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geek comics video games

I saw someone shared a news story on Christmas day with the following headlines, “Star Wars fans and video game geeks ‘more likely to be narcissists’, study finds.”  The first three paragraphs states

Those who take part in “geeky events” are more likely to have an “elevated grandiose” level of narcissism, according to a study conducted by the University of Georgia.

Psychologists examined the personality traits of those who turn to “geek culture”, developing a Geek Culture Engagement Scale and a Geek Identity Scale to help quantify the figures.

It was found that those who scored highly on both scales were more likely to narcissists.

Since we’re doing a current series on our blog on Christian worldview series on superheroes and comics I thought it was timely to post on this finding especially after reading the abstract to the actual study identified geek and geek culture relations to “obscure media” which include comics:

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Here’s some audios that looks at comics from a Christian worldview from a show that calls itself “Theonomy in Panels.”  There use to be some Youtube videos of these shows but they have since been deleted.  The following are what audios that can be still be found online:

Episode One – Watchmen and Worldviews

Episode Two – Spider-Man and the Theme of Responsibility

Moebius and Hedonistic Sensuality

 

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Here are comics that deals with fathers’ issue that I’ve read this past year.

Jonah Hex, Vol. 3: Origins

Jonah Hex Vol 3 Origins

Justin Gray. Jonah Hex, Vol. 3: Origins. New York, NY: DC Comics, November 7th, 2007. 144 pp.

This is a Western story of a tough as nail bounty hunter who roams the Wild West.  This particular volume touches on Jonah’s past although I think the title can be misleading since the volume isn’t entirely on his origin per se and it goes back and forth in time and gives glimpses of his past rather than it being a linear story.  One thing I noticed in this work was the frequent theme of fathers and in particular bad fathers.  We see this in one of the story where a father was an alcoholic beating his son which gave Jonah Hex flashbacks to his own childhood and his own father.  We also see this theme about son and father even with the story of Jonah Hex being given away to the Apaches by his dad and then the relationship of the Apache chief, his son and Jonah Hex.  This volume also ended with Jonah Hex being a widow maker which is also echoed in the earlier stories in this book.  In between these stories there is also the story of how Jonah Hex met Tallulah Black and her backstory.  I found these stories a fascinating read.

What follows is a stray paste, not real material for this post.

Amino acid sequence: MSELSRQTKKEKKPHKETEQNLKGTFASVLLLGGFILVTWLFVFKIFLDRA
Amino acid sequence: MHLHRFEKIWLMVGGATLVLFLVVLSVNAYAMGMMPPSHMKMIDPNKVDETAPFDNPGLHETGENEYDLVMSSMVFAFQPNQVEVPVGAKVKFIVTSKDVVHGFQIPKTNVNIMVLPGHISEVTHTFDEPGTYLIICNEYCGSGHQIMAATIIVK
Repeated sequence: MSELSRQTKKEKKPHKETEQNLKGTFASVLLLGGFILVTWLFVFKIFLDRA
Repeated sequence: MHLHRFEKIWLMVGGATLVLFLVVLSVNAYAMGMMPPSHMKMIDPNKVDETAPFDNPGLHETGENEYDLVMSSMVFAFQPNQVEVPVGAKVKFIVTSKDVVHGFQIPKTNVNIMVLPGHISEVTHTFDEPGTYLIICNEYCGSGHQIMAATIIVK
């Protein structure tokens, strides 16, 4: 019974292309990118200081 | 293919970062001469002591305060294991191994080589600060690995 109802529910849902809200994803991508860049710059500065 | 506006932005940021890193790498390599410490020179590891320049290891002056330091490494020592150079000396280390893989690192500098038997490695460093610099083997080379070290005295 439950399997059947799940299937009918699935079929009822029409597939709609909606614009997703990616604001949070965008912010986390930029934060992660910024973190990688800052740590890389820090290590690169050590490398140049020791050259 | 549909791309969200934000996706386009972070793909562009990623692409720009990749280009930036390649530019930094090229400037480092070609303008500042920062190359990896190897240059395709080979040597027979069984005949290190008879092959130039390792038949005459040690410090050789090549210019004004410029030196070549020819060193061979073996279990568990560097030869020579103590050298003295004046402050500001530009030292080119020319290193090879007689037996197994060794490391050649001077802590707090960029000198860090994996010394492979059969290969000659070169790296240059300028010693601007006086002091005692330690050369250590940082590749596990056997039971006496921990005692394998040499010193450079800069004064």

Christian Reflection: 

Paul in Ephesians 6:4 says “Fathers, do not provoke your children to anger, but bring them up in the discipline and instruction of the Lord.”  We see the detrimental consequences of this upon children, the effect in which we see even when they become adults.  The correlation between those who have a bad or non-existent relationship with their fathers and crime rate can be seen by those who want to look up the statistics.  As a Christian reading this volume, the death and killing of fathers left me gasping.  But it made me think about the men I have ministered to who have issues with abusive and negligent dads and the pain and rage they have.  Of course there must be a call to repentance but one must also understand just how detrimental is the effect of bad father figures are in people’s lives.